A Bachelor Experienced An Example Of Moral Policing At A Housing Society In Gurugram

6:05 pm 28 Oct, 2016


In a recent post that is going viral on social media, a resident of Gururam’s Palm Grove Heights Society has said that he and his friend were humiliated by the members of RWA when their “moral policing” not only made them face a horrifying experience but also made him question if he and other bachelor residents in this country have any rights in the housing society.

 

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Gururam’s Palm Grove Heights Society. Facebook

The Facebook post, which was shared on October 27 by a resident called Mohit Agarwal, spoke about his friend from abroad, who is in town and needed a place to live for few days.

Mohit, who himself had studied abroad, and understood his friend’s plight thus immediately volunteered to host her till she found  a place to live.

Unfortunately, the RWA didn’t permit her to stay at his residence, despite the fact that Mohit’s landlord had no objection to it.

 

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Landlord’s mail to RWA president. Facebook

According to Mohit’s post, the security guard at the society gate stopped his friend from entering and said,  “girls are not allowed at unmarried boys’ house!”

While above kind of “moral policing” is commonly seen in many societies across India, a lot of them are open about the rules and make it known to their tenants well in advance.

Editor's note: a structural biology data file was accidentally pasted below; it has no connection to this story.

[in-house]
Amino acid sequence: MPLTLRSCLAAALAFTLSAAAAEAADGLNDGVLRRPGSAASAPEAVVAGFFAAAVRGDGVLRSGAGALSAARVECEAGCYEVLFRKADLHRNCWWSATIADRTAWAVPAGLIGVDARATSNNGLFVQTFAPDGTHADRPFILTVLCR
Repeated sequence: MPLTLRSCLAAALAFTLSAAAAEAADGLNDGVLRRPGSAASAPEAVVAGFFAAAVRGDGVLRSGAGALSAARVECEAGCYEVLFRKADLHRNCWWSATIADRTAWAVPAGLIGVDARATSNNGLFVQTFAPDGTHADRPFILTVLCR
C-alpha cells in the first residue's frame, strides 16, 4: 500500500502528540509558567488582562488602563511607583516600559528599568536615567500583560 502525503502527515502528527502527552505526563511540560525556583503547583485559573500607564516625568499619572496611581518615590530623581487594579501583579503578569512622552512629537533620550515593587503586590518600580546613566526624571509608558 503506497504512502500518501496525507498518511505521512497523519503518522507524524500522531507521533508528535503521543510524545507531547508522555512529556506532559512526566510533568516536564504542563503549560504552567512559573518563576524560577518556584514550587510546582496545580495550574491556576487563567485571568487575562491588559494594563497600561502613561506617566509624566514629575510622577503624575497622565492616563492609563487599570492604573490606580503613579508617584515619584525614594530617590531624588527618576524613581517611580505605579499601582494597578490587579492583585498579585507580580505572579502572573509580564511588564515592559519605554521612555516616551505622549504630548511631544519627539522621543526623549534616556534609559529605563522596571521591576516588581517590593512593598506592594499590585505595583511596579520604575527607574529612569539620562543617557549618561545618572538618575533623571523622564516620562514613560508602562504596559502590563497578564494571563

Unfortunately for Mohit, that was not the case  and he was not aware of any such rule existing in advance.

While Mohit goes on to call  such rules “illegal”, according to legal experts at Goenka Law Associates, the housing societies can indeed frame their own laws as these rules for day-to-day functioning.

“These guidelines are typically framed under the Co-operative Societies Act, which is a Central Act. This provides specific guidelines for a society to be registered with the municipal corporations, its governance structures, common area maintenance rights, dos & don’ts, accounting practices and various other covenants related to leasing/ purchasing a house within the society.”

The RWA’s apathy towards its residents though doesn’t just end there.

According to Mohit’s post, the RWA doesn’t even allow its “residents” to park their “two-wheelers” inside the society, while anyone with a car can drive up and park.

 

This too, unfortunately, falls under legal rights of the RWA as the same Co-operative Societies Act offers a degree of flexibility to societies allowing them to add regulations of their own.

Further, though the landlord has the legal right to rent or lease his property and allow his/her tenant to have certain benefits, the housing society also gets to have a say in it as the flat is situated inside the walls of the housing society.

TY News tried to contact members of Gurugram’s Palm Grove Heights and were told by a representative that even the brokers and society administration is frustrated by the RWA who try to force their Rules upon everyone.

He further added that while bachelor residents’ frustration towards the administration is understandable, they themselves are helpless as they cannot interfere in matters related to the RWA.

He further added that while such “ridiculous” rules have been imposed, the RWA has in no way ever stopped them from renting out these apartments to people who are unmarried.

To know more about bye-law 43(2) of the Co-operative Housing Societies Act, please read the full format here.

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